The Doria Castle is situated in a dominant position overlooking the Dolceacqua village. The first mention of the castle and the village, called at the time Dulzana, dates back to 1177 in an ancient document in which abuts the property of the counts of Ventimiglia. Will be in 1270, almost a hundred years later, the feud and its manor house will be purchased by Oberto Doria - the latter founder of the famous dynasty that will dominate Genoa and its Republic - which will expand its territories in the Nervia Valley up to the villages of Apricale, Perinaldo and Isolabona.
The castle will be in the 14th century in the center of fights between the factions of the Guelphs and the Ghibellines and the Doria family, exponent ghibellina, will therefore have to undergo two heavy sieges in 1319 and in 1329; the sieges were ordered by King Robert of Anjou, Count of Provence and the Guelfa, who succeeded in his aim of conquest forcing the Doria to submit to his will. The lords of the family will become therefore the vassals of the latter and afterwards of the Republic of Genoa. In 1744 the castle was once again the scene of clashes and furious battles because of its strategic position deemed important for the possible obstacle that could create to the French army and Spanish. The two armies, Allies, succeeded after violent struggles to conquer the fortress on 27 July 1745.
Originally the structure was composed in the 12th century by a circular tower - still existing at the center of the complex - and by a smaller building where he lived the office of guard. The castle was enlarged in the 16th century by the then lord local Stefano Doria, to which he added to the previous structure a bastion rammed in the eastern sector and the two square towers are identical. Today the structure appears as divided into two blocks, the front part was in fact intended to control and safety of the village as well as local service, prisons and warehouses; the rear, connected with the front body through a large courtyard, was instead where they were located the environments of the representation and reception of guests and where did the local lords.References:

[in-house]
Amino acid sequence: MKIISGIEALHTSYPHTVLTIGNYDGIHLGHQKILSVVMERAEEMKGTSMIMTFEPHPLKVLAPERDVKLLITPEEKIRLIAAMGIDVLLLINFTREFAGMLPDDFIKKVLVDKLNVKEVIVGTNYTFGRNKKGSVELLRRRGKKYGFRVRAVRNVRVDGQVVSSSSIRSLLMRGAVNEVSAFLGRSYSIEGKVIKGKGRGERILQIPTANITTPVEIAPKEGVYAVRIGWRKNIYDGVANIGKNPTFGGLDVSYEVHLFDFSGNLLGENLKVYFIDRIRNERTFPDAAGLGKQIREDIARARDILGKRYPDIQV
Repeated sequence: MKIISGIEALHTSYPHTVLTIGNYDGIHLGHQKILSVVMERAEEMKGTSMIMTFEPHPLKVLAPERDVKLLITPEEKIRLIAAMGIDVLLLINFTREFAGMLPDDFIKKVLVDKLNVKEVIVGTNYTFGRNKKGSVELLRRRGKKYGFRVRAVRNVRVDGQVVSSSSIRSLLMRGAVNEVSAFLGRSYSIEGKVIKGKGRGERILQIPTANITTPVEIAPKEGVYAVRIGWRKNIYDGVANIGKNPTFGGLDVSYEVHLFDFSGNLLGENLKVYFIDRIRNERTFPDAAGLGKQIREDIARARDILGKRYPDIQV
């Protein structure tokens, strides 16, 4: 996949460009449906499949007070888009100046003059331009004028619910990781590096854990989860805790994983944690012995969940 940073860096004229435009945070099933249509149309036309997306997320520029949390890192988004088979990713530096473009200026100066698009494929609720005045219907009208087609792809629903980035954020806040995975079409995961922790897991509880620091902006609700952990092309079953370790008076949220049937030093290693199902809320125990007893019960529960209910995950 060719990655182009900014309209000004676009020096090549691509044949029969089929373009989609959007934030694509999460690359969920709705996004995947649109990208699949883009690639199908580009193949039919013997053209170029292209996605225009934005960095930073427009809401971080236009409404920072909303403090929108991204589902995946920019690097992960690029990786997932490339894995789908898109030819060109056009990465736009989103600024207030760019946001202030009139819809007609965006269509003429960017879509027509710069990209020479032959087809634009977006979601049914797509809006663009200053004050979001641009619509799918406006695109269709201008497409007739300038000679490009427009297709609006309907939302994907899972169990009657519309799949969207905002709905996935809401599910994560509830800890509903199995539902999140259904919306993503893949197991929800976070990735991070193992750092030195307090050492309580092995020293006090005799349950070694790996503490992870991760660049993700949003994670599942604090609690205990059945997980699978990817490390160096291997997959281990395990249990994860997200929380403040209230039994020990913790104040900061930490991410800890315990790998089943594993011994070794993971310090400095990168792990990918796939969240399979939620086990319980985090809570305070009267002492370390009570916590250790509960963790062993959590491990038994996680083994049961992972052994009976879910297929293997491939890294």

La Hougue Bie is a Neolithic ritual site which was in use around 3500 BC. Hougue is a Jèrriais/Norman language word meaning a \'mound\' and comes from the Old Norse word haugr. The site consists of 18.6m long passage chamber covered by a 12.2m high mound. The site was first excavated in 1925 by the Société Jersiaise. Fragments of twenty vase supports were found along with the scattered remains of at least eight individuals. Gravegoods, mostly pottery, were also present. At some time in the past, the site had evidently been entered and ransacked.
In Western Europe, it is one of the largest and best preserved passage graves and the most impressive and best preserved monument of Armorican Passage Grave group. Although they are termed \'passage graves\', they were ceremonial sites, whose function was more similar to churches or cathedrals, where burials were incidental.